Spreading hope through art

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    The onslaught of the pandemic in many countries constantly paints a sorry picture of how bad life is for a lot of people. It goes without saying that millions struggle each day to make ends meet and stay alive. People are looking, yearning, wanting for something to hold on to, for relief, solace, inspiration, reassurance and comfort. Or something that will remind them that there is hope and God is in control and at work even in this season of darkness.

    Kristine Soguilon-Lim, a true artist in the strictest sense of the word, is returning to the art scene after years of sabbatical. This 2020, through her best work yet, she immortalizes some of the critically endangered species in the Philippines in a one-woman show on Oct. 16 – 22 at the Diamond Hotel in Roxas, Blvd., Manila.

    Knowing and believing that her crafts can be used as effective tools to not at least temporarily escape from the misery, fear, and despair of many people but more importantly to dramatize the fact that hope still remains.

    She wants to use her God-given talents not to propagandize her interest but to embolden everyone and remind them of their purpose and assert that God is still in control even in times when things seem to only get worse before they get better.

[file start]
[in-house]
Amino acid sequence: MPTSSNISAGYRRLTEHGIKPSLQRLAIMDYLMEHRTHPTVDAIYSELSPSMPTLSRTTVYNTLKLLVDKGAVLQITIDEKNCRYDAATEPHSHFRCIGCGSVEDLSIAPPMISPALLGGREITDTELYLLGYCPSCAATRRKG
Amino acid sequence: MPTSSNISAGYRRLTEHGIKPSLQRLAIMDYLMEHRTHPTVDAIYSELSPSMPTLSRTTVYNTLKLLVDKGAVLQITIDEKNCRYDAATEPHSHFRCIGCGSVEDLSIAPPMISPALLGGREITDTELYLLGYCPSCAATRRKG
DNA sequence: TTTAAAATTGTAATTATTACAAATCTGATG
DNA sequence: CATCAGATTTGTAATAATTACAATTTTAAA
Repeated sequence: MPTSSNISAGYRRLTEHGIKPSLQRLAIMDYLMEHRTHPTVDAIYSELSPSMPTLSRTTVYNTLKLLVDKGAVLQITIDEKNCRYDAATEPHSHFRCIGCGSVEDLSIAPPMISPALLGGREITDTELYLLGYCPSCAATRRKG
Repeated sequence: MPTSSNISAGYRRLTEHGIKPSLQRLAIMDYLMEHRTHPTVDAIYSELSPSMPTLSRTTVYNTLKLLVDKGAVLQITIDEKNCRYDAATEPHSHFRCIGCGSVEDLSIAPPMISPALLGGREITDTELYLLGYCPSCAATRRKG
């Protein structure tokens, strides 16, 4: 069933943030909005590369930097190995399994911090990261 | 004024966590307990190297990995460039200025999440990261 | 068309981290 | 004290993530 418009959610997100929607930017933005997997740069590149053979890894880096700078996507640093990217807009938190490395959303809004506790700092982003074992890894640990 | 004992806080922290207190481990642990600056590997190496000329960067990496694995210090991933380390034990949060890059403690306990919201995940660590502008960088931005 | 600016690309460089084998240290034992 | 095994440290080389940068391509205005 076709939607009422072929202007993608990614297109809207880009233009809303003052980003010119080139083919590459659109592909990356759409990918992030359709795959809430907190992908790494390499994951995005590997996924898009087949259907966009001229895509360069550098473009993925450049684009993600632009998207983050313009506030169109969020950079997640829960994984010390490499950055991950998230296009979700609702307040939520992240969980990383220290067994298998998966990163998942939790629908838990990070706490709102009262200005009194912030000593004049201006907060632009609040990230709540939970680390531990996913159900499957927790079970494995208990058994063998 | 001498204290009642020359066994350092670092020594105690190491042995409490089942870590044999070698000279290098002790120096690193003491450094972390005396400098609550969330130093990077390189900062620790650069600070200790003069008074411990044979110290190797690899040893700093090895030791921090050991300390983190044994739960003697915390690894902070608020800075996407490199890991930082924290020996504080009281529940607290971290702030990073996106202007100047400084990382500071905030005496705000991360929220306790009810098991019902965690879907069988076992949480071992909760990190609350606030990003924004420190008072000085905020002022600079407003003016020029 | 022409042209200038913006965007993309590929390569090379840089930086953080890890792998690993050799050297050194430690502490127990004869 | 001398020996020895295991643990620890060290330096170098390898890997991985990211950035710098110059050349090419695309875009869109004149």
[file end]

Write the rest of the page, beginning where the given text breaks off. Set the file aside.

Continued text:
Some of her pieces in the exhibit posit optimism, which view man or nature in its totality within a wide ecological spectrum. “The state of being endangered unlocks the beginning of the end but it is also our light of hope; it is not yet too late. We are here to reflect, change and act. Perhaps this is the moment why we have been created. We are here because we must and we can turn things around,” she quips.

    “The pieces we are showcasing are heart stirring yet thought-provoking mnemonics of who we are, where we stand and what we are going through,” she exclaims.

    Proceeds from the paintings and the actual Aesca products (where the artworks will be translated and reproduced) will be used to support those in the frontlines of this battle and the displaced workers due to the pandemic through missions of JKL Foundation Inc.